It means that you have to use the mapSeries function only if the order of processing each item in the input array matters to you otherwise there might be no reason of using it.


A simple doWhile async function. I used this in a deterministic algorithm of repartition at work. I needed to put items into another object. I was not able to know in advance how many time I needed to iterate. Basicaly there was a condition like a normal do while and as long as the condition was not met the loop is going forward.


It will let you run multiple async functions in parallel then you will get your final callback. It's good when you want to optimize treatments while doing multiple operations (exactly how Node.js is working) at once and also wanting to control your flow and get your result back into the final callback. The opposite of this is series where you will perform all of your operations one after the other and then get all results at the end.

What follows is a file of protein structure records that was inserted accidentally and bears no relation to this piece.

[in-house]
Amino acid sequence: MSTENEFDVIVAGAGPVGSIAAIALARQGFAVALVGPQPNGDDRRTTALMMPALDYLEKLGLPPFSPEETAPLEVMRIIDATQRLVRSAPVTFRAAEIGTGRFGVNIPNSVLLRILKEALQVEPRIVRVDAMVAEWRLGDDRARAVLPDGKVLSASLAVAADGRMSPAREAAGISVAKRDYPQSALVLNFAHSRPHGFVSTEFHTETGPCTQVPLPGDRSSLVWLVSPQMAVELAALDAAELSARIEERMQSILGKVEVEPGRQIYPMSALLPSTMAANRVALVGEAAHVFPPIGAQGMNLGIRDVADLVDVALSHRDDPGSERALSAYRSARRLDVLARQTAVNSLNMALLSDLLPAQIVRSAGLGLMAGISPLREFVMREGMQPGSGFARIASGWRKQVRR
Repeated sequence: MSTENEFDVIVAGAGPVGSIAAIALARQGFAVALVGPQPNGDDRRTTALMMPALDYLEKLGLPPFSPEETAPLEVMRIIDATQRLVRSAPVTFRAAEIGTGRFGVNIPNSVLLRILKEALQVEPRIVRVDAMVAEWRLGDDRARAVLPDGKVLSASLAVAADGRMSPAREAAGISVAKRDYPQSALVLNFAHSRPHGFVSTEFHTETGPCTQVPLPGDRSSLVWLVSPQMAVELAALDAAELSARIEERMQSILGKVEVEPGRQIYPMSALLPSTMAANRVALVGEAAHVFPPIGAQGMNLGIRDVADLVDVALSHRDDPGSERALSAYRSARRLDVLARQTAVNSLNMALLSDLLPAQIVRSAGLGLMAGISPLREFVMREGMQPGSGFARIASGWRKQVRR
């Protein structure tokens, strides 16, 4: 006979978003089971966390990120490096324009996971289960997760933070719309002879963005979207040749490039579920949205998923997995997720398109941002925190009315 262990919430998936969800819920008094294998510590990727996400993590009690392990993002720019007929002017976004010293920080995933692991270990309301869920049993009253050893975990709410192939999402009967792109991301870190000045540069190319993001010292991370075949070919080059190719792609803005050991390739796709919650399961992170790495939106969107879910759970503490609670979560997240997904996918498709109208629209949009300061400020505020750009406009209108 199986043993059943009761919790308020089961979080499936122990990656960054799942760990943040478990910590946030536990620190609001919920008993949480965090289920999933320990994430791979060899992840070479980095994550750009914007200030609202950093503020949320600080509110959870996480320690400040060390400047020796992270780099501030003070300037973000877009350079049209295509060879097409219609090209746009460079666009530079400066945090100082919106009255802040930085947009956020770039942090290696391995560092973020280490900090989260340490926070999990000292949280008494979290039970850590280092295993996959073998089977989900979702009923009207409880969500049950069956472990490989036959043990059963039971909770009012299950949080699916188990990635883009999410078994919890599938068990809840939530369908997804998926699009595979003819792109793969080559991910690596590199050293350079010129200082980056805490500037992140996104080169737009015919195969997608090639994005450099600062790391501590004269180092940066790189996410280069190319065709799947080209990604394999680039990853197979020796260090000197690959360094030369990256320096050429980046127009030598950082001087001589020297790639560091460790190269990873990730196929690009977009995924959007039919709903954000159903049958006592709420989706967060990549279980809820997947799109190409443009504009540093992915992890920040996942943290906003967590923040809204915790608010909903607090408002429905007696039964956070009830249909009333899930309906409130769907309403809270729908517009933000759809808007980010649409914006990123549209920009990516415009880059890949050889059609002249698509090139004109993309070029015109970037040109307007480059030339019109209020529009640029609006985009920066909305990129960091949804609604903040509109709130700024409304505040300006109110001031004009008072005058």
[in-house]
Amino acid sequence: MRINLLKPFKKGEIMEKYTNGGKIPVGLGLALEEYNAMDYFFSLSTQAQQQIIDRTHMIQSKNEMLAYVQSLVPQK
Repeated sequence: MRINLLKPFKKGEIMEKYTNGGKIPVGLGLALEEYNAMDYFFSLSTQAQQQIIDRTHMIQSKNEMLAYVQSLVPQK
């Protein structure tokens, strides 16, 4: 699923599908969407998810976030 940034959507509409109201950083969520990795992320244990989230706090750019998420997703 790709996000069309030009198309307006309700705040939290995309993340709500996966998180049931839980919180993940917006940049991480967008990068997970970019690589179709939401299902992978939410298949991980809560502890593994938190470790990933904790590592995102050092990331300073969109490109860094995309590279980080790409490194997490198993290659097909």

Retry is great you can iterate a number of time and you can also set a delay between every iteration. Like a forEach with a setTimeout but easily managed.


I did work with forever also. This one is nothing more than a a while(1) but again async will add the magic to you and let you manage your process in a better way. I worked with forever in order to create a kind of daemon. Basically I was working with a Amazon Simple Queue Service (SQS). As long as there was no items in my queue nothing is happening, and when I get one the whole process were starting.

That's a brief overview of what Async is about. Async is one of my highest usage as module dependency on a daily basis like Lodash for TypeScript/Node.js. Hope you guys enjoy this overview, again I'm inviting you to check the documentation out in order to find the right async function for your needs and I hope it will helps you.